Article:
Sign me up for the Cartoon Network …

Hospital dramas have made a major impact on television entertainment in recent years – the more realistic, the better.

If your favorite TV emergency room has a traffic accident victim with a bicycle frame stuck through his abdomen, you can bet the show’s headed for solid ratings. If he’s being treated by a physician who’s suffering from double vision and a bad case of the shakes, the show’s in Emmy Award territory for sure.

Unfortunately, all the televised “realism” may be hazardous to some viewers’ emotional health.

A colleague recently dragged himself into the newspaper office, slumped into a chair and sighed.

“I used to really enjoy shows like ‘ER’ but they’re beginning to get to me,” said the grizzled and notoriously insensitive sportswriter. “My PG&E bill used to be depressing. Now it’s my TV and, like, neurofibromatosis. Or was it granulocytosis? Oh, maaaaan …”

Be advised that this was a hardcore Minnesota Vikings fan, an unstoppable guy who once charged into the newsroom every morning ready to devour the world. Now he’s a sorry shadow of his former self, thoroughly disheartened by an evening of prime time hospital drama.

Sadly enough, I’m afraid he’s not the only victim of emergency room ennui out there.

Watch a few episodes of contemporary, reality-based hospital television and you’ll realize that Marcus Welby, M.D., and Dr. Kildare are gone forever.

These days, a happy ending means that the dedicated but somewhat harried emergency room doc has somehow dodged a malpractice suit despite the fact that he inadvertently injected a patient with a deadly mixture of unleaded gasoline and Alfredo sauce.

Worse, the doctor gets all the sympathy while his former patient gets toe-tagged.

“That was a rough one, Bob. I bet you’ve got a lot of unresolved angst right now,” a fellow TV physician will commiserate while audiences across the nation sigh and wring their hands.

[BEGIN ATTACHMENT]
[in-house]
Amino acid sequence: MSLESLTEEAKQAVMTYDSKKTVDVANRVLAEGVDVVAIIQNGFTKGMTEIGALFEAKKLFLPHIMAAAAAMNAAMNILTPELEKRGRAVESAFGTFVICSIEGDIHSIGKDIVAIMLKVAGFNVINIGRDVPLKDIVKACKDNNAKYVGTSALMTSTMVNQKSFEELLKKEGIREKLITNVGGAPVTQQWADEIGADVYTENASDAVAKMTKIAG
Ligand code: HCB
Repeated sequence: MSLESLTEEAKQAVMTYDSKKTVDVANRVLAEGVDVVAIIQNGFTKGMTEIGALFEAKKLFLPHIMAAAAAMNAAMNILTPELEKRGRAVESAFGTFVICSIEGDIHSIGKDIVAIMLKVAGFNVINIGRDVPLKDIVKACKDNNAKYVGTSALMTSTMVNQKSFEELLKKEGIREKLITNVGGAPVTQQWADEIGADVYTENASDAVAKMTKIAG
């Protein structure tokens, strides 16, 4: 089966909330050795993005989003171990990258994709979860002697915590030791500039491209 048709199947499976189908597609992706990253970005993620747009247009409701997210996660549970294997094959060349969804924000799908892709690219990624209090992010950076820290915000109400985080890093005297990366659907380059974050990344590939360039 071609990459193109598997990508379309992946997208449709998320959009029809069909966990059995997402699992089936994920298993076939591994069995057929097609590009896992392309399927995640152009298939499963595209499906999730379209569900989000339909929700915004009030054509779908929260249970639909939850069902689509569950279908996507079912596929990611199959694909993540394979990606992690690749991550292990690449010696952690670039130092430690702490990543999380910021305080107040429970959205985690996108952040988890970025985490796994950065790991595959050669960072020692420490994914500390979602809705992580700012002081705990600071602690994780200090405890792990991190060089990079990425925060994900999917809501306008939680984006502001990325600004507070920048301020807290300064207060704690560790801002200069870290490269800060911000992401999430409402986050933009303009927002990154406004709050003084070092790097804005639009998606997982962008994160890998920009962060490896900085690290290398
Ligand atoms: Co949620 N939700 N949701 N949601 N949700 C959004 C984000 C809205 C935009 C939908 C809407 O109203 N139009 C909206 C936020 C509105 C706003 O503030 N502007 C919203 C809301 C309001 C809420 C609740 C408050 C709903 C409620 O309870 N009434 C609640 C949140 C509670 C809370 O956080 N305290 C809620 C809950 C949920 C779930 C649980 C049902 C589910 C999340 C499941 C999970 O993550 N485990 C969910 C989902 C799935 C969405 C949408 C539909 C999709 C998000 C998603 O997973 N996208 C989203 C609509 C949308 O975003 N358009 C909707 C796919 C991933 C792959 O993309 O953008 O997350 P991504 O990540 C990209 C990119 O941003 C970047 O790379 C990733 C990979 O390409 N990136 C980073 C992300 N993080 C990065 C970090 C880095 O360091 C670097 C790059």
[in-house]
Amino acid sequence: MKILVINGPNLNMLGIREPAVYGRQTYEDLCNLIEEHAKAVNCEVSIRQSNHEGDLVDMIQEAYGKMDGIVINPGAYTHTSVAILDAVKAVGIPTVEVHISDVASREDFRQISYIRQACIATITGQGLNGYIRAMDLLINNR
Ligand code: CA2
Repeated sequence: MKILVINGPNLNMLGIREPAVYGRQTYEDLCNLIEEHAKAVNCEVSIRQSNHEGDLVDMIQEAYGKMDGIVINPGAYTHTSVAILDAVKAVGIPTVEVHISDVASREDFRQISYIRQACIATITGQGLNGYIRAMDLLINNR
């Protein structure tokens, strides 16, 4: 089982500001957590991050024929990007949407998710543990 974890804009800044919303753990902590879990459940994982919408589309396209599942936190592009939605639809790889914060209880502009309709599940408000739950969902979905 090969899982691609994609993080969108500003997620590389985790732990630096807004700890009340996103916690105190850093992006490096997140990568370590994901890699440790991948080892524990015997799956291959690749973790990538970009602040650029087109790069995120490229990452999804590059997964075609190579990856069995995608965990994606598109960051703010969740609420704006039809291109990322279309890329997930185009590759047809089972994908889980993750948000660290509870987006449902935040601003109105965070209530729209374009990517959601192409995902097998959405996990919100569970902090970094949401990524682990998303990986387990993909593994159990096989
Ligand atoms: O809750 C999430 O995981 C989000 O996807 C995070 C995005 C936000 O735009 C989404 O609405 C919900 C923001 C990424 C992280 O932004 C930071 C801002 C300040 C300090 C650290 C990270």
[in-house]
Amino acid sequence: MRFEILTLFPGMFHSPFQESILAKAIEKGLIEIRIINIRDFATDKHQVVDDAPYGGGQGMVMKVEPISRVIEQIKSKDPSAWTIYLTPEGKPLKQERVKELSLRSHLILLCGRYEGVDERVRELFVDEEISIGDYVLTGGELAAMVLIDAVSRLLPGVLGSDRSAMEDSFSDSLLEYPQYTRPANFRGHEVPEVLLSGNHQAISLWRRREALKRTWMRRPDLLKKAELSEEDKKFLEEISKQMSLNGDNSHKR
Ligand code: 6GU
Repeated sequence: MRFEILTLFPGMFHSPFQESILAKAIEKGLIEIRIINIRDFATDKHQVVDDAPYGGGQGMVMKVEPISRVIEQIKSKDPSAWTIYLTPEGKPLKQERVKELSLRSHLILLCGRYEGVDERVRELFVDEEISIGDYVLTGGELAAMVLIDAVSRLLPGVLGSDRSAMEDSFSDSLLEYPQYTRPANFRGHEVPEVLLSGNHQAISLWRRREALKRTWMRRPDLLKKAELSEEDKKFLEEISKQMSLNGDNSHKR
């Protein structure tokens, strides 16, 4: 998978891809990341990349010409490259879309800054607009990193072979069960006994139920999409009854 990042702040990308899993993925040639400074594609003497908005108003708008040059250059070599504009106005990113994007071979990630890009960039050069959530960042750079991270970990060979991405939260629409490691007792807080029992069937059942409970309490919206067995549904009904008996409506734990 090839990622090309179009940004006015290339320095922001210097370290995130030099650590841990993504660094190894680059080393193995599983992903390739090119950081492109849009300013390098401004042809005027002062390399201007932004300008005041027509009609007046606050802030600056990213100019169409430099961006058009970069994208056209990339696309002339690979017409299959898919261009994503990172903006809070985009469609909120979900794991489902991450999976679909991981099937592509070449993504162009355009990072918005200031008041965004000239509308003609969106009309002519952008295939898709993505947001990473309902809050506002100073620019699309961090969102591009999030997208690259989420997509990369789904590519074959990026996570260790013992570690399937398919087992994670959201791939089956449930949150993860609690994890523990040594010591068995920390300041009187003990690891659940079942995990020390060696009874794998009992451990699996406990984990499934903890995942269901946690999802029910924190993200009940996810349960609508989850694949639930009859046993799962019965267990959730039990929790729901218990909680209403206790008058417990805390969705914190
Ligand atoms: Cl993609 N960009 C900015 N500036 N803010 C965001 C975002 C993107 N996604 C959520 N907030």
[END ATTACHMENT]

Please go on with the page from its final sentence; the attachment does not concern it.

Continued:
“Oh, that poor doctor …”

One thing’s for sure, fellow viewers: If any of these programs were as reality-based as their creators would have us believe, none of us would ever consider setting foot in an emergency room again, no matter how severe our ailments.

Consider the typical TV scenario – a young woman about to give birth is rolled into the emergency room where members of two rival football teams are having a fight over prescription painkillers. An emergency physician who’s just been diagnosed with a possible brain tumor pauses long enough in his ongoing screaming match with a red-faced nurse to diagnose the woman’s condition as acute athlete’s foot and accidentally prescribes a potentially lethal dose of morphine and decongestants. Meanwhile, the hospital pharmacy’s blown up and the mayor has just been rushed in suffering from a sucking chest wound. Fortunately, he’s not pregnant …

Even if you can follow the plot, chances are you’re still going to get a little depressed because the only man left standing at the end of any given episode is either the janitor or a drug-addled street musician who was fortunate enough to be ignored by the medical staff and therefore has a slight chance of survival …

So anybody know where I can find a Three Stooges film festival?

Originally published January 21, 2001

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